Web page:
The Dayton Daily News reports, "(Private Investigator Martin) Yant can tick off a laundry list of other problems with the [Elkins] case: sloppy police work, haphazard investigation, authorities rushing to judgment, incomplete forensics.Yant has written that he believes about 10,000 people in this country are wrongfully convicted each year. Of course, with all of the weapons that prosecutors are able to use, I suspect that even more people who are innocent are coerced into guilty pleas just because they don't have the resources to fight the state.
It is my belief that there are no excuses at all -- none -- for wrongful convictions. The forensic science is there to use, and everyone in the system is well aware of the real pitfalls in eyewitness indentifications. However, the problem is twofold. First, prosecutors rarely care. They are the products of law schools that preach winning at all costs, and since most of them either are elected or have political ambitions, being "tough on crime" is a requisite item on their resume, and being reflective and being thorough to make sure no errors are made simply is not "being tough."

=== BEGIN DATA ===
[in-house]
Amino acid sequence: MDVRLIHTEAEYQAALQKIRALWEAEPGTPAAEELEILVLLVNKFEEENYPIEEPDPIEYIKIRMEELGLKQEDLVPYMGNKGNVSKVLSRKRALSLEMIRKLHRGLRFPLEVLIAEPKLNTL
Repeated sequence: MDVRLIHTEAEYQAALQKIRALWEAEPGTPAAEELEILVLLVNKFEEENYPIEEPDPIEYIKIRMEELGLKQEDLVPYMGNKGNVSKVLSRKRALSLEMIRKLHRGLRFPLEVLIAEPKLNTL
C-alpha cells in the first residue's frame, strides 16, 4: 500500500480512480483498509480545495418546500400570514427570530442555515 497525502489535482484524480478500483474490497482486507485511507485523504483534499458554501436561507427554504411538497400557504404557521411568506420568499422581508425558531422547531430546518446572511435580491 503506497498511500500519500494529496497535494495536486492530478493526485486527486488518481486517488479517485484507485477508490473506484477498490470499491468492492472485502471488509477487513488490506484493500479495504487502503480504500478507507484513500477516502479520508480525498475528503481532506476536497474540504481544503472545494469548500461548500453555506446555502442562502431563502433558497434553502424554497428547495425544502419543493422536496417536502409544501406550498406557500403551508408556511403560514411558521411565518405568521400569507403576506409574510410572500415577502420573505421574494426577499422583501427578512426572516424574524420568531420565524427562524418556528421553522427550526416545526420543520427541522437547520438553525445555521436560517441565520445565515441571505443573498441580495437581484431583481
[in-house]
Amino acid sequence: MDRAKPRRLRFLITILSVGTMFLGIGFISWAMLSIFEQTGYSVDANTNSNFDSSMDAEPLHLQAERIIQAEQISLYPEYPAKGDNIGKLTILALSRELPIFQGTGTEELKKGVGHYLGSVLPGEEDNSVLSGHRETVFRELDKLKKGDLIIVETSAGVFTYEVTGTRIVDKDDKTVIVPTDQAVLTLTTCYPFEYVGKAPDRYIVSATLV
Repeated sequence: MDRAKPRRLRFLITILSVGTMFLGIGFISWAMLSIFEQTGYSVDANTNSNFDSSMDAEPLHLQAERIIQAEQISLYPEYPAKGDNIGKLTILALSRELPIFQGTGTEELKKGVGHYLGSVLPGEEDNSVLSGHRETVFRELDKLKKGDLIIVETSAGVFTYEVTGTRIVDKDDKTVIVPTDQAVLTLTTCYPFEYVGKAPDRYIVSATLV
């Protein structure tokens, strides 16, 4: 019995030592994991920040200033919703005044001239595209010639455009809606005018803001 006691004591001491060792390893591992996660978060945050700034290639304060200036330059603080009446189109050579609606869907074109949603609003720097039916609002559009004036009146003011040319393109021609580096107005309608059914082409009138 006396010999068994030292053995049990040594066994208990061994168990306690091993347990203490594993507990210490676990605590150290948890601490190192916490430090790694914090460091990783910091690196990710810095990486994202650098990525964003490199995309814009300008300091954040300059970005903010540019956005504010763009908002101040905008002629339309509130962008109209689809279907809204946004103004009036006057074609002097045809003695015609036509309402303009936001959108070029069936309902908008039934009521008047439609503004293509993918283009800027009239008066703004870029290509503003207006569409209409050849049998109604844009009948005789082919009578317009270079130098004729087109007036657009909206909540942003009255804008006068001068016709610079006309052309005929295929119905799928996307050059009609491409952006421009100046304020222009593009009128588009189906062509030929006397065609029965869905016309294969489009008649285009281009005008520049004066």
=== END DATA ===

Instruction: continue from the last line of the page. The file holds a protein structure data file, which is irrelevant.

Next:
Second, prosecutors can operate under cover of immunity. In most professions, people who make serious errors of judgment that result in real harm done to others are held accountable for their actions. Prosecutors, on the other hand, are protected by immunity.
Just as we saw reckless behavior on behalf of people on Wall Street who knew their backs were covered by the "Greenspan and Bernanke Put," prosecutors are covered by policies of immunity that protect them no matter how dishonest, illegal, and terrible their conduct. If one wishes to live a life of crime, I would tell that person to become a prosecutor, since the state always will seek to cover its own.
Michael Nifong never really had to pay for his crimes in the Duke Lacrosse Case. Even now, the system is bending backward to protect the police and Nifong for all of their lying, fabricating evidence, and criminal behavior. That is what "immunity" does: it enables those who "enforce the law" to break the law with impunity and pay no price for it.